Instead, the White House announced its own review of potential national security concerns over apps that are controlled by China.
Last summer, Trump issued an executive order that would have prohibited internet hosting services from enabling the TikTok and WeChat mobile applications. But a federal judge prevented the restrictions from taking effect, and delayed further review in the courts.
Biden’s executive order does call out the potential threat involved in to collection of personal data by apps controlled by China, but it wants a more extensive analysis.
Biden’s executive order calls for the federal government to “evaluate these threats through rigorous, evidence-based analysis and should address any unacceptable or undue risks consistent with overall national security, foreign policy, and economic objectives, including the preservation and demonstration of America’s core values and fundamental freedoms.”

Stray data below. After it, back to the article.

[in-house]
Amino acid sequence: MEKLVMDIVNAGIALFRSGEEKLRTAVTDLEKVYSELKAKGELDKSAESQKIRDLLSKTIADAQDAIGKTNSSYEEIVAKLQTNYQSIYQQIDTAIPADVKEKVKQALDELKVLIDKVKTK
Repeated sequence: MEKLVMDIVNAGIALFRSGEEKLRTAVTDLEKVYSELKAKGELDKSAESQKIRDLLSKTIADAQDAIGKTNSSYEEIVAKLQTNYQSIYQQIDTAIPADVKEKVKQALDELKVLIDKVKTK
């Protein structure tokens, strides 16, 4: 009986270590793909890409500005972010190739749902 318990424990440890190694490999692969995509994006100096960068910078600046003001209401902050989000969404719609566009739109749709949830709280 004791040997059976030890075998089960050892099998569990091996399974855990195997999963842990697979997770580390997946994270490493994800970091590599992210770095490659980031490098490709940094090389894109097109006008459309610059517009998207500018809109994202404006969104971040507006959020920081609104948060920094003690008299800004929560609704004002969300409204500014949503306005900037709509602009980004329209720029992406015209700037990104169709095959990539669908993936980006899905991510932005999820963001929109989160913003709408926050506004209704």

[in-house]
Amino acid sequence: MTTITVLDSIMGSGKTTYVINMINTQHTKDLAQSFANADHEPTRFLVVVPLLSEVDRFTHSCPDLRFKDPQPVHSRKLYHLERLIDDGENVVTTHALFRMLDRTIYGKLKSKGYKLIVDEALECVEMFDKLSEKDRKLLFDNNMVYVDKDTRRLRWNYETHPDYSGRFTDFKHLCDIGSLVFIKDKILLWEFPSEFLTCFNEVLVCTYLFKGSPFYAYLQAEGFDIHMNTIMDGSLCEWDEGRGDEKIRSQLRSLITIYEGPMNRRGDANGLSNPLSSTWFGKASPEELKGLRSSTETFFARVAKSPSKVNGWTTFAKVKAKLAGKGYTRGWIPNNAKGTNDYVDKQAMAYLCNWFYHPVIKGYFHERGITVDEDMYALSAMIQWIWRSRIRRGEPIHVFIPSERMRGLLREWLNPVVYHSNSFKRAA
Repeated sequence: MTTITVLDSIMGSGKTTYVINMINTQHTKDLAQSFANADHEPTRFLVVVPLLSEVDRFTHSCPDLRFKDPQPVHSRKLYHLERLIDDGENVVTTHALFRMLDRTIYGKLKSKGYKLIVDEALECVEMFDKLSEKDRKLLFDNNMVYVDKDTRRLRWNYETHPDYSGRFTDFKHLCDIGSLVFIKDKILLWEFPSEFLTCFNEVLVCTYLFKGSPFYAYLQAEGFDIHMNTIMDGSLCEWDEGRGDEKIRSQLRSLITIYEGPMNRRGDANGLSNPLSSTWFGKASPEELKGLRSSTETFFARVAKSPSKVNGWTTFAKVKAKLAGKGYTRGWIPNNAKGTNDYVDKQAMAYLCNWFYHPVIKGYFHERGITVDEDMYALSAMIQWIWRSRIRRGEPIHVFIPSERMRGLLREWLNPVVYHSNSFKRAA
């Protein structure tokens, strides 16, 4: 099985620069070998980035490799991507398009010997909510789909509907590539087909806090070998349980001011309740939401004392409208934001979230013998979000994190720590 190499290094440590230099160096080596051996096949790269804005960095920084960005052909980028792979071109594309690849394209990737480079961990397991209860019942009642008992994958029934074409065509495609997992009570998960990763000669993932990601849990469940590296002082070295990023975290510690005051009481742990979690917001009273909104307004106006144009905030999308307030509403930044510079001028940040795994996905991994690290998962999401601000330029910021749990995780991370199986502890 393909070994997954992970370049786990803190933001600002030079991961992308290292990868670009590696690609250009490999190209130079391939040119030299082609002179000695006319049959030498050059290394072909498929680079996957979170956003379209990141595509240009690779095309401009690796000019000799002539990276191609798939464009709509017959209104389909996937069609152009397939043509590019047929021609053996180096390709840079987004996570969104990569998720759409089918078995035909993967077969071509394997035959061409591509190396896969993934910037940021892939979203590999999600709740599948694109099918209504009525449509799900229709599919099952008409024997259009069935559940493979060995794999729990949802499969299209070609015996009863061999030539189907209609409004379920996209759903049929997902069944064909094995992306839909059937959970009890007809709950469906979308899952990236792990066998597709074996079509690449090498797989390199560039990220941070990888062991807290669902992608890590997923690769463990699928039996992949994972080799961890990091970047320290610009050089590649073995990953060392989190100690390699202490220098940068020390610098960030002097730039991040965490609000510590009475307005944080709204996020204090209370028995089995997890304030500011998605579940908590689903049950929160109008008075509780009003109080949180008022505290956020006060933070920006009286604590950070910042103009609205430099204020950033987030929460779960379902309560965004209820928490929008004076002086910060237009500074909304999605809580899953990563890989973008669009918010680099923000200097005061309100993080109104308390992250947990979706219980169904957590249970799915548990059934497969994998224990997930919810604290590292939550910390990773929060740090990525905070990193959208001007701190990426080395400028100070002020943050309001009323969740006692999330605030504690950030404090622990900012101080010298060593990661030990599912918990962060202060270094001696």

The executive order recognizes that the data collection “threatens to provide foreign adversaries with access to that information. Foreign adversary access to large repositories of United States persons’ data also presents a significant risk.”
The Trump administration also had sought to force TikTok parent ByteDance to sell the popular app, in which Oracle and Walmart would have taken significant stakes in the company, but no deal was ever completed.
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